You’re In A Spacesuit, Blind. This Astronaut Survived It And Explains What He Did Next

“There is no problem so bad that you can’t make it worse.” So with that old astronaut principle in mind, what is the best reaction to take when your eyes become blinded while you’re working on the International Space Station, in no more protection than with a spacesuit?

The always eloquent Canadian (retired) astronaut Chris Hadfield — commander of Expedition 35 — faced this situation in 2001. He explains the best antidotes to fear: knowledge, practice and understanding. And in this TED talk uploaded this week, he illustrates how to conquer some dangers in space with the simple analogy of walking into a spiderweb.

Say you’re terrified of spiders, worried that one is going to poison you and kill you. The first best thing to do is look at the statistics, Hadfield said. In British Columbia (where the talk was held), there is only one poisonous spider among hundreds. In space, the odds are grimmer: a 1 in 9 chance of catastrophic failure in the first five shuttle flights, and something like 1 in 38 when Hadfield took his first shuttle flight in 1995 to visit the space shuttle Mir.

So how do you deal with the odds? For spiders, control the fear, walk through spiderwebs as long as you see there’s nothing poisonous lurking. For space? “We don’t practice things going right, but we practice things going wrong, all the time so you are always walking through those spiderwebs,” Hadfield said.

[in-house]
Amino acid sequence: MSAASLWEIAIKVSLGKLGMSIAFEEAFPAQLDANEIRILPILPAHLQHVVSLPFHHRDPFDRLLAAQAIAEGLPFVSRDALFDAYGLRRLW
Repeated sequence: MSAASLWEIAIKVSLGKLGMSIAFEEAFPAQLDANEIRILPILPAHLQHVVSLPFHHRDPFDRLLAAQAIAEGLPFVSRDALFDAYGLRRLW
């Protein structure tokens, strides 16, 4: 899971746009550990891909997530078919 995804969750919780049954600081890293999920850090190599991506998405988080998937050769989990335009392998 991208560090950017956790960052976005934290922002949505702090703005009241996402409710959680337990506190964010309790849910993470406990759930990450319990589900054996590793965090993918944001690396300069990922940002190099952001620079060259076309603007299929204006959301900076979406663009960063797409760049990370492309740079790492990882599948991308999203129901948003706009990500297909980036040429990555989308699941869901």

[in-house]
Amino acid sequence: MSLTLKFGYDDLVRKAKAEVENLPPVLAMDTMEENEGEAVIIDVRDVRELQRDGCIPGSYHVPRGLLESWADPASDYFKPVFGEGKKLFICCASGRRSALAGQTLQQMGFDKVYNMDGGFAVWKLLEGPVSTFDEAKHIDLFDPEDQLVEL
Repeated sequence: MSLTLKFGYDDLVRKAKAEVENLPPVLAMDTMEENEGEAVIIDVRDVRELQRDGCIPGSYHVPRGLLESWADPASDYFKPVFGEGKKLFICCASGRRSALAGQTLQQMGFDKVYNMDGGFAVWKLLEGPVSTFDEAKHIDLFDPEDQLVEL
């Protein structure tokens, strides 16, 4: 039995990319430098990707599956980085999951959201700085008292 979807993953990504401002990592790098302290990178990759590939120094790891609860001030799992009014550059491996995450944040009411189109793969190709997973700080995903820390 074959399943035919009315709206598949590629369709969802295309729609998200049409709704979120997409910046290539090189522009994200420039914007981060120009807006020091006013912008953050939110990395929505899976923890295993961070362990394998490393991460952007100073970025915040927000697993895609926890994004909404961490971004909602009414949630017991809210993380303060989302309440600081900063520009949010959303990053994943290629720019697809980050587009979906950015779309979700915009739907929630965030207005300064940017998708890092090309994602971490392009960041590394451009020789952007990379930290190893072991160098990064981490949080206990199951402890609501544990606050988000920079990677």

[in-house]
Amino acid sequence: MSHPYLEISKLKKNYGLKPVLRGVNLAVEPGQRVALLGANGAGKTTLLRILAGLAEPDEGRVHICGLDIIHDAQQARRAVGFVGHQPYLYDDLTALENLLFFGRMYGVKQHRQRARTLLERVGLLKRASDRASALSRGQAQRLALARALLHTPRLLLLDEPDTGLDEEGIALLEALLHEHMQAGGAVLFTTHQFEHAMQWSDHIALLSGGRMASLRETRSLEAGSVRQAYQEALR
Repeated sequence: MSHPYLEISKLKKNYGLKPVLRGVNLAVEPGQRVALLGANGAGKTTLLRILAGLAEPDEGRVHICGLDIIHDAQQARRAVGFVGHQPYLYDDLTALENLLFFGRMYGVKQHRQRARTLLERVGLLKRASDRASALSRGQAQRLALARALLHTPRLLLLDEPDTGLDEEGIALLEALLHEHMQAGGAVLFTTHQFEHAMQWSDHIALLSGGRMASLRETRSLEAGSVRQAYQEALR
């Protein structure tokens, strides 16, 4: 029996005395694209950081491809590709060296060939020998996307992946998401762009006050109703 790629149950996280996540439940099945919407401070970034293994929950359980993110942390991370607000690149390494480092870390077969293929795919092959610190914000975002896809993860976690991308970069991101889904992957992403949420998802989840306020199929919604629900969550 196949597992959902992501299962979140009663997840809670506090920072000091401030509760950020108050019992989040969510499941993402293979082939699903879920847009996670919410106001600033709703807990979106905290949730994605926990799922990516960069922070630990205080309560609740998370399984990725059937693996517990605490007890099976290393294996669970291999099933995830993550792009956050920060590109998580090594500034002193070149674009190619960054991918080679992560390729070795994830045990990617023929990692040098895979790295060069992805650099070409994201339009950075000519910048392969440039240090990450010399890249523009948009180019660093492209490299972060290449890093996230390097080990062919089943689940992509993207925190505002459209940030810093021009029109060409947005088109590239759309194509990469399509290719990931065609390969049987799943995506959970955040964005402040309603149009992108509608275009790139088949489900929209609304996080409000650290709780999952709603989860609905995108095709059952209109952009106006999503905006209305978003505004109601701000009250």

And then he tells the tale of his 2001 spacewalk during STS-100 when he was outside, blinded by a substance in his helmet, trying to work through the problem. (The incident has even more resonance today, just a few months after an Italian astronaut had a life-threatening water leak in his NASA spacesuit.)

Be sure to watch the talk to the end, as Hadfield has a treat for the audience. And as always, listening to Hadfield’s descriptions of space is a joy: “A self propelled art gallery of fantastic changing beauty that is the world itself,” is among the more memorable phrases of the talk.

TED, a non-profit that bills itself as one that spreads ideas, charged a hefty delegate fee for attendees at this meeting (reported at $7,500 each) but did free livestreaming at several venues in the Vancouver area. It also makes its talks available on the web for free.

Hadfield rocketed to worldwide fame last year after doing extensive social media and several concerts from orbit.

Retired Canadian astronaut Chris Hadfield at a TED talk near Vancouver, British Columbia in 2014. Credit: TED/Sapling Foundation (screenshot)
Retired Canadian astronaut Chris Hadfield at a TED talk near Vancouver, British Columbia in 2014. Credit: TED/Sapling Foundation (screenshot)

Spacewalking: Through an Astronaut’s Eyes

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What is it really like to go on a spacewalk? Some astronauts have said there are no words to describe the experience, but we talked with astronaut Chris Hadfield – the same guy who gave the best description ever of going to the bathroom in space – and asked him to convey his thoughts about his EVA experiences. Hadfield has done it again, and has now given the best description ever of a spacewalk.

UT: Chris, you were part of the STS-100 space shuttle crew that flew to the ISS 2001, and you had the opportunity to do a couple of spacewalks to help in the construction of the station. I once heard you describe one of your spacewalks where you said you were holding on to the side of the space station with one hand with your face into the wind as it were, and you were looking out at the rest of the entire Universe. For all of us that wish we could experience it, what is it really like to do a spacewalk?

Chris Hadfield during an EVA in 2001. Also in the image is the Canadarm2 robotic arm on the ISS. Credit: NASA